resulting in increase in prices compared to stagnant purchasing power. The high
withholding on the import of CKDs and spare parts which still remains a high 60 per cent
levies including 35 per cent duty, 15 per cent sales tax and 5 per cent plus, tax at the
import stage, have also effected the market size. Instead, sales tax at the retail stage
could help balance the equation as all sales, irrespective of source would be equally
. . . On why higher deletion level has not helped reduce prices.
Higher deletion level has reduced the prices of vehicles, which would
be much more expensive, if imported built-up at the same levies.
The reduction is however not as visible because the constant
devaluation of currency has highly increased the cost of the imported CKD pack offsetting
the saving of localisation.
Secondly, localisation will be cost effective if volumes are available,
as considerable investments have to be made to localise. In fact it could make it more
expensive if the production volumes are low. The low production volumes has also made the
manufacturers dependant on price increases instead of turnover to make a profit and create
a return on the high investments. Moreover, a chunk of the market is denied to the local
assemblers due to smuggling and import of used vehicles, the latter has been considerably
reduced by the government policies, but smuggling continues unabated.
The case of the manufacturers of auto spare parts is worse. Smuggling,
under invoicing, misdeclaration has about 80% share of the parts market. If the government
will somehow be able to reduce smuggling and under invoicing by just 25%, vendor industry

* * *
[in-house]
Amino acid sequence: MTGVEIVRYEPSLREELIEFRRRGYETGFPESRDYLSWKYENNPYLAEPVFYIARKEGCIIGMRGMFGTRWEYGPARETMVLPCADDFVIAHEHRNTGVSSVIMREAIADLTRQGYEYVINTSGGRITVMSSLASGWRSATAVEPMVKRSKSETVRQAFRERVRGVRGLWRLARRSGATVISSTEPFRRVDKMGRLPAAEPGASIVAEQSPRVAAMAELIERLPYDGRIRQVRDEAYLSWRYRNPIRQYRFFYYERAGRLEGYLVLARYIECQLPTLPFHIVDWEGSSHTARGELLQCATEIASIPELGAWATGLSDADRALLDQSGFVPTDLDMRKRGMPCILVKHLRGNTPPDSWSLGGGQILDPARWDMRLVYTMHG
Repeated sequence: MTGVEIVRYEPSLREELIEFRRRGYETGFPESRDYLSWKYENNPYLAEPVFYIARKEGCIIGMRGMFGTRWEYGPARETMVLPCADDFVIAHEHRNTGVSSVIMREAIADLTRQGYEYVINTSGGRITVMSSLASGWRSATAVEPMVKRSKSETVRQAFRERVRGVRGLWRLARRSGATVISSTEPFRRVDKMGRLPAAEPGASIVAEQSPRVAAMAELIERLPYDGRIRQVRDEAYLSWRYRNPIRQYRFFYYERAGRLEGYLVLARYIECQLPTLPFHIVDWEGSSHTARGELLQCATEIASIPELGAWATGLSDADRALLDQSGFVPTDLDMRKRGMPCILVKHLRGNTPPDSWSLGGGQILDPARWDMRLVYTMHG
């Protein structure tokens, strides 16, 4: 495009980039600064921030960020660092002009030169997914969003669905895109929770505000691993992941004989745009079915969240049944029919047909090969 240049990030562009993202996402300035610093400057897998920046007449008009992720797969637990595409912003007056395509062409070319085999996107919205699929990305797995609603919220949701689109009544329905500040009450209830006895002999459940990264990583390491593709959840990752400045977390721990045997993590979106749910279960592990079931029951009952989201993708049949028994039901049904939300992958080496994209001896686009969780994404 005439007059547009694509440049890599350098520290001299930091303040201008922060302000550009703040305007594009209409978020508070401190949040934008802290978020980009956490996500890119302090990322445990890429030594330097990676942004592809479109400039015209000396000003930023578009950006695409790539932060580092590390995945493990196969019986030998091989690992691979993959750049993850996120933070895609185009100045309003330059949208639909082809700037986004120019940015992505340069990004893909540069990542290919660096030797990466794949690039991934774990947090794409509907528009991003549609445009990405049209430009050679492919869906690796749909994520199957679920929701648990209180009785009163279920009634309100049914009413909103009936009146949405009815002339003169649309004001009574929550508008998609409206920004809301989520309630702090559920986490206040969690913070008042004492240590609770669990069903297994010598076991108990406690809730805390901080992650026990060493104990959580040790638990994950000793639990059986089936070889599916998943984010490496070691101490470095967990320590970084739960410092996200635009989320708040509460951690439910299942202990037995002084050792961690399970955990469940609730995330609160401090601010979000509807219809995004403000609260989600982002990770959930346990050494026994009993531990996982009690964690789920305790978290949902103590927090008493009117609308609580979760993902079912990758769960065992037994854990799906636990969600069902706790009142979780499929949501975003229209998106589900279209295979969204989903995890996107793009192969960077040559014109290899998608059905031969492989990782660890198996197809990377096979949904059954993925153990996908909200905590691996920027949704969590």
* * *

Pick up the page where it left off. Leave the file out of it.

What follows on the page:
would grow by two-and-half fold. It is ironic that on one hand the government is
advocating indigenisation which requires big investment but on the other it fails to check
smuggling to ensure adequate returns on such investment. This would be a great market
expansion effective activity and will benefit the consumers, the industry, the government
and the common man.
. . . On heating up competition in the small car segment.
The entrance of new assemblers such as Hyundai and Kia which have
already started local production and Daihatsus Cuore in near future as well as
Daewoos plans to assemble cars in Pakistan would have greater product and price
choice for the consumers and will thus expand the market, but marginally. However, the
cake will remain much the same meaning that individual manufacturer would have to fight it
out for the market. This is feared to result in 'cannibalisation'.
. . . On what could be done'?
There are only two steps to get the auto industry out of its current
stagnation and impasse. Number one, the government should give a clear vision of what is
best for the government and the Country 10 years hence and then adhere to the enunciated
vision, irrespective of changes in the government and two, the government should adopt
market expansion policies, as appropriate policy, administrative and physical measures to
stop smuggling, under-invoicing and misdeclarations; enhanced and easier car financing
schemes will follow with lower mark-ups and affordable down-payment and monthly